Airlines are making it harder and harder to get freebies
Remember the days when 20,000 frequent flyer miles bought you a free flight anywhere in the United States? No longer. In the last five years, veteran frequent flyer mile gatherers have watched their stashes slowly but surely devalue. Travelers who have been saving their miles for a rainy day are in danger of being washed out.
More than 200 billion of the trillion miles awarded since the inception of frequent flyer programs remain unredeemed, and airlines are making it harder for travelers to do so by raising the number of miles needed to claim a free trip, lowering the number of miles awarded on popular routes, imposing expiration dates on miles awarded, and limiting the seats available for coupon award tickets.
The savvy flyer can still beat the miles crunch, though. If you need an extra five thousand or ten thousand miles to get a coupon, you can get them without flying by using a credit card or long-distance telephone carrier aligned with a frequent flyer program. Travelers who need fewer miles can take advantage of the many hotels, car rental agencies, and airline frequent flyer clubs that have ongoing frequent flyer promotions. Hotels and car rental companies listed in airline frequent flyer newsletters often offer double mileage promotions, while airline clubs such as TWA Ambassador's Club award 5,000 miles for a one-year membership.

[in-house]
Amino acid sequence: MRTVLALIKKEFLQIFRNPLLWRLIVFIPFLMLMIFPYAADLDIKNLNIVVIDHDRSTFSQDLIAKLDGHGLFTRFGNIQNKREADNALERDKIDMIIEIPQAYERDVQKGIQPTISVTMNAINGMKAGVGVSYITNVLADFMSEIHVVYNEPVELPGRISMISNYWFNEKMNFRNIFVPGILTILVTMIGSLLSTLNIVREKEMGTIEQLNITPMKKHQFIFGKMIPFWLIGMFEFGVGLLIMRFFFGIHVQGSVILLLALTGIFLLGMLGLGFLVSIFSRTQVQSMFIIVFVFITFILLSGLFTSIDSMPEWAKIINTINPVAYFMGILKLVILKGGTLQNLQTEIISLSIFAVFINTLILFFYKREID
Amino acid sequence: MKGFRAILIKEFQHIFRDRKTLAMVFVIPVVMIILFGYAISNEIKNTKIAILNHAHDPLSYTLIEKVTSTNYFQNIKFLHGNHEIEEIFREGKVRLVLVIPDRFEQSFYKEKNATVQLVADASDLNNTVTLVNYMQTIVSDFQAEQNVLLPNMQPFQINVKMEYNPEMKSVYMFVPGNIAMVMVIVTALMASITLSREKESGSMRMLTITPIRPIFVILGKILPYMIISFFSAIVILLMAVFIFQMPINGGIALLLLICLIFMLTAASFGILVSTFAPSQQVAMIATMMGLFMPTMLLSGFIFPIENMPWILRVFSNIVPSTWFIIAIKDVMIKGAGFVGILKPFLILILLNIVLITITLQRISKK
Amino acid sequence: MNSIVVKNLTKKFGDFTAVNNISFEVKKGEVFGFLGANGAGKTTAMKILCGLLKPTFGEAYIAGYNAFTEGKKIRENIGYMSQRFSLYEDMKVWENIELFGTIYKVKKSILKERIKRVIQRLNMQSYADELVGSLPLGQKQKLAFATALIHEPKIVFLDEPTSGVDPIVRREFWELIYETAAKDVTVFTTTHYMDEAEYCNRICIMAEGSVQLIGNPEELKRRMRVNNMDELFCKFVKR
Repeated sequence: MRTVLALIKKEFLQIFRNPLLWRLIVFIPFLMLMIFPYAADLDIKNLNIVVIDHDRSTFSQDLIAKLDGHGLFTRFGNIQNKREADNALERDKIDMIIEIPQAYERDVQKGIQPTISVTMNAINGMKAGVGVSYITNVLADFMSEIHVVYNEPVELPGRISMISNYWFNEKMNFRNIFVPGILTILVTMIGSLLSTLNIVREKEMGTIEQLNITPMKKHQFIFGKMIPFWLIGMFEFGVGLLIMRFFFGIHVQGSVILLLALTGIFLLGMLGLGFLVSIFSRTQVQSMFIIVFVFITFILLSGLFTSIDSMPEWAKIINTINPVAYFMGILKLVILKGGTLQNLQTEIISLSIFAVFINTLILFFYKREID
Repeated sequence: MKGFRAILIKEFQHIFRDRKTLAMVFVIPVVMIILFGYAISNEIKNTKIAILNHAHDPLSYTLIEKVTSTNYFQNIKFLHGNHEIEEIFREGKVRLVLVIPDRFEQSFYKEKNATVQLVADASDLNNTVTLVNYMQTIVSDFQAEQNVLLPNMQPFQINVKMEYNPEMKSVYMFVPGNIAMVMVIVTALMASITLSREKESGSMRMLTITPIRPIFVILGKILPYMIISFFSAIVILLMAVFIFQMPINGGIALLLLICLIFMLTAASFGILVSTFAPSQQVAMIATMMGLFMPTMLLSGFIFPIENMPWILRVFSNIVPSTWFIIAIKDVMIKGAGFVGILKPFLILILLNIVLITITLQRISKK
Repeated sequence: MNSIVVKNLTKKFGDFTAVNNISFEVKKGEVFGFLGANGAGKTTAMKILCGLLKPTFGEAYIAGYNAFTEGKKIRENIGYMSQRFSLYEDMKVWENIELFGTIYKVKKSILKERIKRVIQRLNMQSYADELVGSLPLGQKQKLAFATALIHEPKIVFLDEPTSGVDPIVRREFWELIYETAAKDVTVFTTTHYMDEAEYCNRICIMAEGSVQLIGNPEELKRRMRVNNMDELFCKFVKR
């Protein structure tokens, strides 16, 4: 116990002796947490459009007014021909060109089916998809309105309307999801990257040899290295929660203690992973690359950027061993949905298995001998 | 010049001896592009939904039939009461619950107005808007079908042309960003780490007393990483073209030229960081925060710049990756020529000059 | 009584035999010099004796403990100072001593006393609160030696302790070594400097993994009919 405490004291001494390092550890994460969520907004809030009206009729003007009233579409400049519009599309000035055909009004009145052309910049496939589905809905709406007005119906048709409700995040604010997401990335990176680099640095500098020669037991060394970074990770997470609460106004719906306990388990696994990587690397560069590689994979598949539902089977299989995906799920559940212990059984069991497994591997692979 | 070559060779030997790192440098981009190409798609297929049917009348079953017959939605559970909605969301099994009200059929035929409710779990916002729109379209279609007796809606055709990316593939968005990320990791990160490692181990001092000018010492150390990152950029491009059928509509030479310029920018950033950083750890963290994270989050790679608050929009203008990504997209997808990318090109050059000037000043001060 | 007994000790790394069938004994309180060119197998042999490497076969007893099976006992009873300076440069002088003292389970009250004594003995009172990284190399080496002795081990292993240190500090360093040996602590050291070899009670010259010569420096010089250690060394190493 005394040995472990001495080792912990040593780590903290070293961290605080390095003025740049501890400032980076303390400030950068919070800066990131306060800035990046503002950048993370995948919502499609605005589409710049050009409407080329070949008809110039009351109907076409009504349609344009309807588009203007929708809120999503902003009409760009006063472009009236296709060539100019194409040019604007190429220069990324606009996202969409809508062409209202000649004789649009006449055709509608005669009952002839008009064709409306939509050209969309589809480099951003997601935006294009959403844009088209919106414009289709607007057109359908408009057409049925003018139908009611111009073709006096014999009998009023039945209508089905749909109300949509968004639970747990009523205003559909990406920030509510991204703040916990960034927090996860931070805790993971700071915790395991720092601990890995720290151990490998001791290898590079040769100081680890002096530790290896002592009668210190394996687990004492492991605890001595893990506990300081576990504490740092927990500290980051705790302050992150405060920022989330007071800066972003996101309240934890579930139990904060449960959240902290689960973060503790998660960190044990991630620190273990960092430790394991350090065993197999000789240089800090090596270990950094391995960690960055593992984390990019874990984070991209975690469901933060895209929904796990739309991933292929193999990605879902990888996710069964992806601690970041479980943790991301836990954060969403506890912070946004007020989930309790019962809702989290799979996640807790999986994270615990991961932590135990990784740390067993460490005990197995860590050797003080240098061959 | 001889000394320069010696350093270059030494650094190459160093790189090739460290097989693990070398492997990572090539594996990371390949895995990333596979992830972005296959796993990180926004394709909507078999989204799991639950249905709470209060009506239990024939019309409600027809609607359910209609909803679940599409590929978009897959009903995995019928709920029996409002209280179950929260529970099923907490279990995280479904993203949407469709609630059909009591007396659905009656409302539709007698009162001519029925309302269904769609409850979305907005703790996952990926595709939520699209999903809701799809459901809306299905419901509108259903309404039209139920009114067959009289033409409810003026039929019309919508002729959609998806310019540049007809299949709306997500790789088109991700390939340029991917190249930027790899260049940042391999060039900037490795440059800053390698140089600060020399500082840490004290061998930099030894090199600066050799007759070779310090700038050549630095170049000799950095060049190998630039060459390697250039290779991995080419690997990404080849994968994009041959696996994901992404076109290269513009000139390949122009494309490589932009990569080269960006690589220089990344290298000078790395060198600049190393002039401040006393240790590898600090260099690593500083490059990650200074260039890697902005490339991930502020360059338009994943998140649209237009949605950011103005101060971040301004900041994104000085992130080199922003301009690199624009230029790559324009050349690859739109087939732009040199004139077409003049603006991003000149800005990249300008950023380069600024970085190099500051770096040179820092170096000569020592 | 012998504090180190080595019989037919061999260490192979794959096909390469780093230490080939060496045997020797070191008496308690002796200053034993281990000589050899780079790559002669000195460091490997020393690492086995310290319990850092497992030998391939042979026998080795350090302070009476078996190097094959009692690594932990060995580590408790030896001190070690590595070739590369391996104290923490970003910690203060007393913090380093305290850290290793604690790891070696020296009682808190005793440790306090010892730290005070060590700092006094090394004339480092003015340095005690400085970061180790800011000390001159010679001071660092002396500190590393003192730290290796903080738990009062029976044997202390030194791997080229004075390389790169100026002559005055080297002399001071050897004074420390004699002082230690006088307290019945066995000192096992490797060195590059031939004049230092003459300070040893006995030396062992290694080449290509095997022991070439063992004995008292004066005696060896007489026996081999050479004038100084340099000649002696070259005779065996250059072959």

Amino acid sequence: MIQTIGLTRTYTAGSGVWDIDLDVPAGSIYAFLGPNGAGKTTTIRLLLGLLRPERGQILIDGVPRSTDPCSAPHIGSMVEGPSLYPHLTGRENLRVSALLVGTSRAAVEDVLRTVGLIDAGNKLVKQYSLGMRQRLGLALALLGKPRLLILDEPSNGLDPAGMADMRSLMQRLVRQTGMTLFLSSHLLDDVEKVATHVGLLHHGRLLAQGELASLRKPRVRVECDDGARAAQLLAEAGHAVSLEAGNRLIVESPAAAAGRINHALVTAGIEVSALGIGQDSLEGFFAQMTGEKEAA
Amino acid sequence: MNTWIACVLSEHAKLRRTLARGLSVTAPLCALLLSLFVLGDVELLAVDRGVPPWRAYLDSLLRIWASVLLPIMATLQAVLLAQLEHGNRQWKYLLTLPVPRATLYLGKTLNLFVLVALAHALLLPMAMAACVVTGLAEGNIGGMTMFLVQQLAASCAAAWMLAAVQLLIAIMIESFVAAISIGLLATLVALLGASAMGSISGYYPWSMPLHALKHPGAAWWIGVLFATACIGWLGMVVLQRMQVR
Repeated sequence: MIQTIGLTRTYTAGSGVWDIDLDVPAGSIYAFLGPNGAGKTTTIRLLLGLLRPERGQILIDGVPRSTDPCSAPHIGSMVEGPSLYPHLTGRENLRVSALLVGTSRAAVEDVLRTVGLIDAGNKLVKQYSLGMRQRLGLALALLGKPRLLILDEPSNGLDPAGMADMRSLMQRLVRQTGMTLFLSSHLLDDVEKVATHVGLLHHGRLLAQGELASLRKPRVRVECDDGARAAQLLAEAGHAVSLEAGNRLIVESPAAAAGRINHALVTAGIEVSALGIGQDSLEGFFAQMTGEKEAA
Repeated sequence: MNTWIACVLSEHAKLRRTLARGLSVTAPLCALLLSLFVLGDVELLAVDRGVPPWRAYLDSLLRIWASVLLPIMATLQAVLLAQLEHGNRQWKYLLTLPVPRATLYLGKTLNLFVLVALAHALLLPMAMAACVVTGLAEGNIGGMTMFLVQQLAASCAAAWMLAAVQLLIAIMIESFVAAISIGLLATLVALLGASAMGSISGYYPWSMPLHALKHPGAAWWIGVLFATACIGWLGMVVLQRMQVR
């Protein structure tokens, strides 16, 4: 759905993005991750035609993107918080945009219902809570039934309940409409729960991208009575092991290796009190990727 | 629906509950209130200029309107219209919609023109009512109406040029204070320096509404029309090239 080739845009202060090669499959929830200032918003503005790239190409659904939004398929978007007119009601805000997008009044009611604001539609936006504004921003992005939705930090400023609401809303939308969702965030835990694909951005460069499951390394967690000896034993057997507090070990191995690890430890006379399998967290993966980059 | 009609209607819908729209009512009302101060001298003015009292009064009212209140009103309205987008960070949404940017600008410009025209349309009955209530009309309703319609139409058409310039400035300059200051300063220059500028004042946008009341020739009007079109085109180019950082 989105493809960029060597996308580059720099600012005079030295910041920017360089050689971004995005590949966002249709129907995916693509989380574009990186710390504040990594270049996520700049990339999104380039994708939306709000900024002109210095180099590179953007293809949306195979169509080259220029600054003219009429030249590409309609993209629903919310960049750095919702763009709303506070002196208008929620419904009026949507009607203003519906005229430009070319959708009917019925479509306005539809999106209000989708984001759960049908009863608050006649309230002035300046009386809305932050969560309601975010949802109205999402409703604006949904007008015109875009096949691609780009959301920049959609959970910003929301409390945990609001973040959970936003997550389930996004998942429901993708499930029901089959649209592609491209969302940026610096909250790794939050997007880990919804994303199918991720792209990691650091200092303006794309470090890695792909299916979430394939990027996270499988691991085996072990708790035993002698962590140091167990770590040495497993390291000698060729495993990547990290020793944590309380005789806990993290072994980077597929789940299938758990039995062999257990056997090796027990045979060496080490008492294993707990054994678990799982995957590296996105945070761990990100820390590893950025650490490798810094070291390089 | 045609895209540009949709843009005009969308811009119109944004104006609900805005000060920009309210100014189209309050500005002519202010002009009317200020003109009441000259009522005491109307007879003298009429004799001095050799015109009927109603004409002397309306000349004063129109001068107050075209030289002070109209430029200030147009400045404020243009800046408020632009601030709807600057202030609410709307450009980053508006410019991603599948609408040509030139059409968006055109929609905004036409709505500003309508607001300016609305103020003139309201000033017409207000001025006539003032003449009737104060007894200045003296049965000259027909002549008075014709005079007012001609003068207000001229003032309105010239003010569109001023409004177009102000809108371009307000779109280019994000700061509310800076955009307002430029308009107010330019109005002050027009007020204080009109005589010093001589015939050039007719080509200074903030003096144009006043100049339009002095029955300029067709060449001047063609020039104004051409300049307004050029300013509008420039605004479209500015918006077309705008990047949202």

Beyond these backdoor methods, travelers would do well to compare their frequent flyer programs with other major programs. Where there is a choice, it pays to sign up and fly with those programs that are the most lucrative.
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